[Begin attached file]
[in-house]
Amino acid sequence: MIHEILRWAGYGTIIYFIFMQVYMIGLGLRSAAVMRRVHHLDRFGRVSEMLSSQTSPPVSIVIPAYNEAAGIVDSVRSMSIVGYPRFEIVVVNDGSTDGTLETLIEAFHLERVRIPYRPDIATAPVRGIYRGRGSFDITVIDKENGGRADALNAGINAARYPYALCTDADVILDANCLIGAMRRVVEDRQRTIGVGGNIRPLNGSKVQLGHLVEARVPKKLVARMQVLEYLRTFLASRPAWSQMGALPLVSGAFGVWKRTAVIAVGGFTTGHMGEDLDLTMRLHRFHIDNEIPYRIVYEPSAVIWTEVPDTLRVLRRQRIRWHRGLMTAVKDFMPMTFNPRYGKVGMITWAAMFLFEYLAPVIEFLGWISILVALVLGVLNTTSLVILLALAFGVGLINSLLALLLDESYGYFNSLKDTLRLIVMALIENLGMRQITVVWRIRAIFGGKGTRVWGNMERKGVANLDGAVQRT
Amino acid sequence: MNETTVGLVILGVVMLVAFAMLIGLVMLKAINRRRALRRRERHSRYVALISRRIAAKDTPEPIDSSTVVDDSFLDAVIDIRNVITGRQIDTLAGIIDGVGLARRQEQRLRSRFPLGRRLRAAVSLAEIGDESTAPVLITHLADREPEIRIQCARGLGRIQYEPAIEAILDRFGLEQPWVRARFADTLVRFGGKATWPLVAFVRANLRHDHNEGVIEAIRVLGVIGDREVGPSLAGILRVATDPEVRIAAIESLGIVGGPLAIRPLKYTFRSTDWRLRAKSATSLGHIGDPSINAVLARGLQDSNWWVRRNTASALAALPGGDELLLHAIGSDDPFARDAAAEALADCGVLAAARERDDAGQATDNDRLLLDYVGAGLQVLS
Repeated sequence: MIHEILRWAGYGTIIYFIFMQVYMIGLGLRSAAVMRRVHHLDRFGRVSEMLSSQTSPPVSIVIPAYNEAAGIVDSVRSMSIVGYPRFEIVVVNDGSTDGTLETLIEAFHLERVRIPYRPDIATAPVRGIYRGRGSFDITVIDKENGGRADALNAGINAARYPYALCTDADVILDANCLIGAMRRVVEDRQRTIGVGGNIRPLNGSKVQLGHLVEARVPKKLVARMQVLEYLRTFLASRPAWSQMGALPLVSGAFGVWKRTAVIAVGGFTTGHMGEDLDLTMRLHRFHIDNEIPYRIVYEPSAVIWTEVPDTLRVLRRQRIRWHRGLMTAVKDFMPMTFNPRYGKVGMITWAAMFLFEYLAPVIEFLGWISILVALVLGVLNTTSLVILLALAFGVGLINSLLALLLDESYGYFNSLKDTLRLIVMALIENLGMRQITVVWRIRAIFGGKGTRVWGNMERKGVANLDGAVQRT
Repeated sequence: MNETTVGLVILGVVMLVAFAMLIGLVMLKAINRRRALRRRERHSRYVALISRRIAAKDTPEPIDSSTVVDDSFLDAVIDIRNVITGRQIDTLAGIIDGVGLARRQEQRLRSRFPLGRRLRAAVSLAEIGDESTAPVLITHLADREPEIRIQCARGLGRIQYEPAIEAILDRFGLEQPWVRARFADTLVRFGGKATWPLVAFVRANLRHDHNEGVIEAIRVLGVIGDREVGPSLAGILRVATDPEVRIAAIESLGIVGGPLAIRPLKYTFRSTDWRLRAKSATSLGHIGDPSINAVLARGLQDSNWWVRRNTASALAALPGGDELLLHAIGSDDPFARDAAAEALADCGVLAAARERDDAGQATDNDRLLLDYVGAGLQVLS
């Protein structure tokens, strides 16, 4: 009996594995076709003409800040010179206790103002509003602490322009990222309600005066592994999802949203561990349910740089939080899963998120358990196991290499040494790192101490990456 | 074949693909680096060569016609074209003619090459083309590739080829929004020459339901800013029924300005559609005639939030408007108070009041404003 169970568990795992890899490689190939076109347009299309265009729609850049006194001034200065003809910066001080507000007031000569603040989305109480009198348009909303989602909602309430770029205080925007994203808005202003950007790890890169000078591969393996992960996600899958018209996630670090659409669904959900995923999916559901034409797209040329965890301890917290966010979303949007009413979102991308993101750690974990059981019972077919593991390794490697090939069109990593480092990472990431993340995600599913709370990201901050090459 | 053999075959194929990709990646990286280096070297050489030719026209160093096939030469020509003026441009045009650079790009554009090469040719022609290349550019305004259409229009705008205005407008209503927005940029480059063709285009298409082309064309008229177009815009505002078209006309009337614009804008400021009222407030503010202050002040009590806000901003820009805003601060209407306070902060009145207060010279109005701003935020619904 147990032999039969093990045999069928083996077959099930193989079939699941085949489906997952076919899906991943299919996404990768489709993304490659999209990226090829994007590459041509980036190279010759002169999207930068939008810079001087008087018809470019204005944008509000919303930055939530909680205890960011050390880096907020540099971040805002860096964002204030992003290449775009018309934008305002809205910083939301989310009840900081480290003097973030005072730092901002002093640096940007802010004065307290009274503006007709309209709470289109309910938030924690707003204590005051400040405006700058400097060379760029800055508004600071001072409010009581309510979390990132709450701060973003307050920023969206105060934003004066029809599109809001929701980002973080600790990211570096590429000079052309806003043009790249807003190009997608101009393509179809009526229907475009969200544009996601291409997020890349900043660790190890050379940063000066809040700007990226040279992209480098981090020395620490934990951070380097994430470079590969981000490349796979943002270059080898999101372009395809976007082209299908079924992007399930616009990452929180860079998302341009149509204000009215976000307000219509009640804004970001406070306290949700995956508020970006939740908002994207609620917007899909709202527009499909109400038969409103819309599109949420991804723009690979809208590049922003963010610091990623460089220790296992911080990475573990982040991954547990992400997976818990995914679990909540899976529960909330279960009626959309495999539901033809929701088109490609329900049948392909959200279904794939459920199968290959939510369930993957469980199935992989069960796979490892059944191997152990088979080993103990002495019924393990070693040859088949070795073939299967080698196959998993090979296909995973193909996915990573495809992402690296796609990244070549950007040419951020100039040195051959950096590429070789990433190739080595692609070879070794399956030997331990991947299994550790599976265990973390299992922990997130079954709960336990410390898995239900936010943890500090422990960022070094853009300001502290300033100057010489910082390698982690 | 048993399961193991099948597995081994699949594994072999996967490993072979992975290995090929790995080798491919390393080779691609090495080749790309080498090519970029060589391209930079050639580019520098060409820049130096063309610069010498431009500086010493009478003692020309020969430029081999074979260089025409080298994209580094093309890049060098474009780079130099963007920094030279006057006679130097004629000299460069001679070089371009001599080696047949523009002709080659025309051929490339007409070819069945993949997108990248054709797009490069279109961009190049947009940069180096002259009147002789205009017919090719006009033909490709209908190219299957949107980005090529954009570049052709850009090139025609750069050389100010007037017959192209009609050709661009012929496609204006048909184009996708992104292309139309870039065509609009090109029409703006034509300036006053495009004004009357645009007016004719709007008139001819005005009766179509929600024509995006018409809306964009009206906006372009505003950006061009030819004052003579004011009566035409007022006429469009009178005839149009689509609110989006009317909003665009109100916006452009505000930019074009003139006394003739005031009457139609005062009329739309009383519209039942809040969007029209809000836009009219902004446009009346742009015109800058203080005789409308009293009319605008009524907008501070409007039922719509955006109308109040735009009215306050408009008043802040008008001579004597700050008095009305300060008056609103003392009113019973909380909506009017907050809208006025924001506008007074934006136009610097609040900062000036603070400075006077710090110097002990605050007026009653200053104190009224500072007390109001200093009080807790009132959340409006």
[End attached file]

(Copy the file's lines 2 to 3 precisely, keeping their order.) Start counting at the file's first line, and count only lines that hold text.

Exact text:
Amino acid sequence: MIHEILRWAGYGTIIYFIFMQVYMIGLGLRSAAVMRRVHHLDRFGRVSEMLSSQTSPPVSIVIPAYNEAAGIVDSVRSMSIVGYPRFEIVVVNDGSTDGTLETLIEAFHLERVRIPYRPDIATAPVRGIYRGRGSFDITVIDKENGGRADALNAGINAARYPYALCTDADVILDANCLIGAMRRVVEDRQRTIGVGGNIRPLNGSKVQLGHLVEARVPKKLVARMQVLEYLRTFLASRPAWSQMGALPLVSGAFGVWKRTAVIAVGGFTTGHMGEDLDLTMRLHRFHIDNEIPYRIVYEPSAVIWTEVPDTLRVLRRQRIRWHRGLMTAVKDFMPMTFNPRYGKVGMITWAAMFLFEYLAPVIEFLGWISILVALVLGVLNTTSLVILLALAFGVGLINSLLALLLDESYGYFNSLKDTLRLIVMALIENLGMRQITVVWRIRAIFGGKGTRVWGNMERKGVANLDGAVQRT
Amino acid sequence: MNETTVGLVILGVVMLVAFAMLIGLVMLKAINRRRALRRRERHSRYVALISRRIAAKDTPEPIDSSTVVDDSFLDAVIDIRNVITGRQIDTLAGIIDGVGLARRQEQRLRSRFPLGRRLRAAVSLAEIGDESTAPVLITHLADREPEIRIQCARGLGRIQYEPAIEAILDRFGLEQPWVRARFADTLVRFGGKATWPLVAFVRANLRHDHNEGVIEAIRVLGVIGDREVGPSLAGILRVATDPEVRIAAIESLGIVGGPLAIRPLKYTFRSTDWRLRAKSATSLGHIGDPSINAVLARGLQDSNWWVRRNTASALAALPGGDELLLHAIGSDDPFARDAAAEALADCGVLAAARERDDAGQATDNDRLLLDYVGAGLQVLS